Wednesday - Apr 24, 2019

A passion for life inspires Mexico’s Day of the Dead

­by Mary J. Andrade

In Mexico once a year, the living and the dead get to converse. Inspired by the belief that death is a transition from one life to another, during the last days of October and the first days of November they chat.

The occasion: the country’s Day of the Dead celebration.

Differing from the Roman Catholic-imposed ritual to commemorate the widely celebrated All Souls’ Day, the custom established by pre-colonial Mexican civilizations blends indigenous and Catholic beliefs. It’s a happy and colorful celebration where death takes a lively, friendly expression.Indigenous people believed that souls did not die. They continued living in a special place called Mictlán. There the spirits rested until the day they could return to their homes to visit their relatives.

Before the Spaniards arrived, the natives celebrated the return of the souls between the months of July and August. The Spaniards changed the festivities to Nov. 2 to coincide with All Souls’ Day of the Catholic Church.Now two celebrations honoring the memory of deceased loved ones take place: On Nov. 1, the souls of the children are honored with special designs in the altars, using the color white on flowers and candles. On Nov. 2, the souls of the adults are remembered with a variety of rituals.

The Day of the Dead, or All Souls Day, is referred to differently in some of the states. For example, in Yucatán it is known as Hanal Pixan, or the path of the soul through the essence of food. In the highlands of Michoacán, it is known as Jimbanqua or the party honoring the people who died that year. In San Luis Potosí, Hidalgo and in the southern part of Oaxaca it is known as Xantolo.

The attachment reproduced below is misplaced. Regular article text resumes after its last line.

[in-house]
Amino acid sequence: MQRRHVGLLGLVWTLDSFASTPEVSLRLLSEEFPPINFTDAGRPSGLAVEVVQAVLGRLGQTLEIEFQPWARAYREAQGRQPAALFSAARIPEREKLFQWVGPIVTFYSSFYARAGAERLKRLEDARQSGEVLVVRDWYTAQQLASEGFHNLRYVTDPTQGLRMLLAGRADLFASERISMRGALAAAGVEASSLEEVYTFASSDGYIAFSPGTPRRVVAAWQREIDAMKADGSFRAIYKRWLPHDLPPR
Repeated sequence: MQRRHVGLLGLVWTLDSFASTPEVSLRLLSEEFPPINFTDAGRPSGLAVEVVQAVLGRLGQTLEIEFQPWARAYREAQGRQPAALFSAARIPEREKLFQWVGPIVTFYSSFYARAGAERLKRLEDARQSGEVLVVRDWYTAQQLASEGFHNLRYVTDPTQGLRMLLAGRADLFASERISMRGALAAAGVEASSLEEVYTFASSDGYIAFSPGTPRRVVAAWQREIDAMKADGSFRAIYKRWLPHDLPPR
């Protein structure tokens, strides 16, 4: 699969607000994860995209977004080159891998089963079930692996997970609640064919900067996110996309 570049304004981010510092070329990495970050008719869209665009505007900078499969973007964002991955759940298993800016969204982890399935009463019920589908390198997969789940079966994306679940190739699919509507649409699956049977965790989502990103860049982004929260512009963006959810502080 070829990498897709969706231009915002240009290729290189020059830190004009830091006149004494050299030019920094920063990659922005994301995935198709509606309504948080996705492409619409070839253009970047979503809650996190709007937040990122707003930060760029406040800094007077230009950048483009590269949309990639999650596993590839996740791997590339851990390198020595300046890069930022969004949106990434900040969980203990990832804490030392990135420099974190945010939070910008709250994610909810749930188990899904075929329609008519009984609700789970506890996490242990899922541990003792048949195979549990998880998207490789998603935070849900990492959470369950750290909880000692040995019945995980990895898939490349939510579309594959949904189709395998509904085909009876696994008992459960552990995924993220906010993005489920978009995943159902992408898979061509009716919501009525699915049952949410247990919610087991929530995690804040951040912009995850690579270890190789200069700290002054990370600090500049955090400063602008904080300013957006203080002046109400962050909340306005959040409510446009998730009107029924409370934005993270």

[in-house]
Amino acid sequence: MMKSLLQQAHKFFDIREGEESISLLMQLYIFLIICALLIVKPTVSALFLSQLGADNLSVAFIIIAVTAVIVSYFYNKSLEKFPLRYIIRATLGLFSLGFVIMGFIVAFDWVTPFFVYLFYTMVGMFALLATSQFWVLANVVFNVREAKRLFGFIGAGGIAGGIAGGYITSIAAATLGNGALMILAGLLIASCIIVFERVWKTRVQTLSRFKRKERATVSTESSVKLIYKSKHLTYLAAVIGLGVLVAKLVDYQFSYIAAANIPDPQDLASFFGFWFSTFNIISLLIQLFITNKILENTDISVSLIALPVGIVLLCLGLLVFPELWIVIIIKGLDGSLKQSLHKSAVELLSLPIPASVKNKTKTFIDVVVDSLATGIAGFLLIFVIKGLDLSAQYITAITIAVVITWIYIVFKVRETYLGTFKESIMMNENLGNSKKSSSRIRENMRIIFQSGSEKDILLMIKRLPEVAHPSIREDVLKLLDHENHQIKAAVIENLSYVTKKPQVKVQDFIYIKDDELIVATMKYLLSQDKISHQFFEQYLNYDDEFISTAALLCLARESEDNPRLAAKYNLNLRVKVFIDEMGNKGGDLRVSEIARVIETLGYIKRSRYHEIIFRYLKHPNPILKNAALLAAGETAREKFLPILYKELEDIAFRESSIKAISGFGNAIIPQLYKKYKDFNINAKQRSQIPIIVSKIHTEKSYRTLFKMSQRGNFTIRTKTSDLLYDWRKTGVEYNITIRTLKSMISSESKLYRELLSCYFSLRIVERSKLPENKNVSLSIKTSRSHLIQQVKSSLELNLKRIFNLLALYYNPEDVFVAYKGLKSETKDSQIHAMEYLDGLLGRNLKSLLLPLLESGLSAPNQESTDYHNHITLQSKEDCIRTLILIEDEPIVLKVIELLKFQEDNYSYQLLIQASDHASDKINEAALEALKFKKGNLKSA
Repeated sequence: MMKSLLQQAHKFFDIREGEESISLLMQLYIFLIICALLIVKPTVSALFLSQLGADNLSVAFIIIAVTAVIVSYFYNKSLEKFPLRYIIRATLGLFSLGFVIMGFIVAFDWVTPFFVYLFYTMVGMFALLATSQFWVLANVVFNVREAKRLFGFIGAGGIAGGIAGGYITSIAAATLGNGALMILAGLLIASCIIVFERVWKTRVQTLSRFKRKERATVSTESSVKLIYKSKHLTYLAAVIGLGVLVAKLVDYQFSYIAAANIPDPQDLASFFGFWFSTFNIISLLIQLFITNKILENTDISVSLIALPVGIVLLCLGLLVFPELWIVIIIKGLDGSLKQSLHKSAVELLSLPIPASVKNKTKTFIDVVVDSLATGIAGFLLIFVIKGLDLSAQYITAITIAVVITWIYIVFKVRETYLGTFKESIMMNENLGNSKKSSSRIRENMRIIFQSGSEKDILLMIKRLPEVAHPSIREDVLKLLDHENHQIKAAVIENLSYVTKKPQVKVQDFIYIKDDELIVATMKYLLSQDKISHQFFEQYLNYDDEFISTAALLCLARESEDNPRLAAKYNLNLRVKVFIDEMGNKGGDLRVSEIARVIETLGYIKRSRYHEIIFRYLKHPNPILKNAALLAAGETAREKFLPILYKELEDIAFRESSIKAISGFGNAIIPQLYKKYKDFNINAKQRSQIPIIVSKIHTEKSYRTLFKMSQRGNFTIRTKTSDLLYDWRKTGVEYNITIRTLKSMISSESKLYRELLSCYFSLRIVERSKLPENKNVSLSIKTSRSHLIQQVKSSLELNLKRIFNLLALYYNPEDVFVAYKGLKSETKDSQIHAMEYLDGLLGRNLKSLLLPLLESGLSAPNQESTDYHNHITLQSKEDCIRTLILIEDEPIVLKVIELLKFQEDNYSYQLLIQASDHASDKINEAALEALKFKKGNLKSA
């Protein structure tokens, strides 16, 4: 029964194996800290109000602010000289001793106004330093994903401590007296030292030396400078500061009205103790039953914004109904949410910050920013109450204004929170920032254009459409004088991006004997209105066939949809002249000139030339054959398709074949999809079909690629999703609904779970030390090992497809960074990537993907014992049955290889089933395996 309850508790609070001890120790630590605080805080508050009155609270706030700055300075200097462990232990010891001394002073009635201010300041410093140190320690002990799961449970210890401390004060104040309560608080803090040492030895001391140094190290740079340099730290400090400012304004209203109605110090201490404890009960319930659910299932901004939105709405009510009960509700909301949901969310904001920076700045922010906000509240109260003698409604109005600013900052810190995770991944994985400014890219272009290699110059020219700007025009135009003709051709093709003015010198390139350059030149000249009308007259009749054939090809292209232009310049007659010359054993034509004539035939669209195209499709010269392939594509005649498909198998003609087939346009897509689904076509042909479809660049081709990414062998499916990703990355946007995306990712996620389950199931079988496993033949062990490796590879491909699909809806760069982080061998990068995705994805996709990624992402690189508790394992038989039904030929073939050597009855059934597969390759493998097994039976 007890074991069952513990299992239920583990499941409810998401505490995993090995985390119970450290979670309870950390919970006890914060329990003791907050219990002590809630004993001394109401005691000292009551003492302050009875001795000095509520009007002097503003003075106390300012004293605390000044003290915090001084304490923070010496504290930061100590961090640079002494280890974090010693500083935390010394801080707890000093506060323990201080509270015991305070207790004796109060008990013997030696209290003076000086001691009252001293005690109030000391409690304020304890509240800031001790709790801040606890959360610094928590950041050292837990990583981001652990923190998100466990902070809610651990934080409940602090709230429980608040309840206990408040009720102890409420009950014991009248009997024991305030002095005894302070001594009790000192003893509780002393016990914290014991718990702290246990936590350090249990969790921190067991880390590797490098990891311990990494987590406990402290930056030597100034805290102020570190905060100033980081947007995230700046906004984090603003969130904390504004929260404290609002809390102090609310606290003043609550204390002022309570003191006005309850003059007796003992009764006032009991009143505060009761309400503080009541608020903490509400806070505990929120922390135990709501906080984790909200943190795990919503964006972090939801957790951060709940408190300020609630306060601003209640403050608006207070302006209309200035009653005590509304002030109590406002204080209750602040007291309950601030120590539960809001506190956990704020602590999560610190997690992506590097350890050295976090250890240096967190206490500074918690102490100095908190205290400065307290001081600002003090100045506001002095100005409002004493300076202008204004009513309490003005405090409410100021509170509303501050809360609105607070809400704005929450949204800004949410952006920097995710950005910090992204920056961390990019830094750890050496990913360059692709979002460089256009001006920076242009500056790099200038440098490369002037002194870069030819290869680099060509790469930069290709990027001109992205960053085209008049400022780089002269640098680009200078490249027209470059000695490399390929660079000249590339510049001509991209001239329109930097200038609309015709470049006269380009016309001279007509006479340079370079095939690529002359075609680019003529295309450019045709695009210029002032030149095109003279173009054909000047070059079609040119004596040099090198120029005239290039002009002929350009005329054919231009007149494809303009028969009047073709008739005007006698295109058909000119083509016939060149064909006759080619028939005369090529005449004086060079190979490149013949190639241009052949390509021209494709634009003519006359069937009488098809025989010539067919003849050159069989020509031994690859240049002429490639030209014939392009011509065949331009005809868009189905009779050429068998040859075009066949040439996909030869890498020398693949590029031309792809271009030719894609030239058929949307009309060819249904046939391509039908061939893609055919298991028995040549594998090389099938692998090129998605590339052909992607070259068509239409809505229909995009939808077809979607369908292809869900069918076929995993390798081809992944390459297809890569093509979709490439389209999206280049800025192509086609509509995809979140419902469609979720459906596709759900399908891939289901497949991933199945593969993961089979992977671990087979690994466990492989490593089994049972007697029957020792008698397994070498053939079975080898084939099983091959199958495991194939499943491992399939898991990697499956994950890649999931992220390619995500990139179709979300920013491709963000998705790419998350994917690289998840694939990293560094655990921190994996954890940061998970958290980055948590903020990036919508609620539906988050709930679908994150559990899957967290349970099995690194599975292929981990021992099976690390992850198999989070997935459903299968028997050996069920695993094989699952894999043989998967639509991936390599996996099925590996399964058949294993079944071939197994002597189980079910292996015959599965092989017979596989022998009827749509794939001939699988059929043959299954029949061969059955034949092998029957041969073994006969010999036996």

Whatever name is given, this is an ancestral tradition that blended with Catholicism to create a special time and space to honor loved ones by providing them an ofrenda, the fragrance of the flowers, the light of the candles, the aroma of special foods and the solemnity of prayers.It is also a time to make fun of death through “calaveras,” poetry allusive to a particular person, generally politicians; sugar, chocolate and amaranth skulls which are given to one another with their friend’s name so “they can eat their own death,” and special crafts allusive to different aspects of the living, with skeletons representing daily activities.

Preparations start on the third week of October with the harvesting of the cempasuchitl flower, also known as the flower of the twenty petals or the flower of the dead. It is sold in the marketplace or Tianguis, where the family buys everything for the altar.

They will place fruits, vegetables and special dishes prepared for the soul to enjoy the essence of the aroma of the food.On Nov. 1 in many towns the ritual of the Vigil of the Little Angels takes place in the cemeteries, particularly in the islands of Janitzio and La Pacanda in Lake Patzcuaro, Michoacán. Little girls 6dressed in satin blouses and colored skirts, white stockings and shiny shoes are the center of this ceremony. This is the way the tradition is passed down from generation to generation.On Nov. 2 the souls of the adults are honored in their homes with decorated altars. Each state has different styles but all represent a place of spiritual communion. In many towns the cemetery vigil lasts the whole night of Nov. 1. In others it is done during the day. Many combine prayers with the sounds of the trumpet playing a tune with a mariachi band. Ritualistic dances are also included in some celebrations.

Day of the Dead is a time of reflection about the meaning of life and the mission one needs to fulfill. Death in many situations imparts a feeling of pain, particularly for those who do not know the purpose of their path on this earthly plain. For others, death is transcendence, transformation and resurrection. During the celebration of Day of the Dead all those feelings and beliefs come together in a season that brings to life the memory of the loved ones.

Mary J. Andrade has been researching the celebration of The Day of the Dead in Mexico for 20 years. She has published eight books on the subject, the latest being “Day of the Dead. A Passion for Life.” Visit her blog at or Web site at or Reach her at ­ ©2007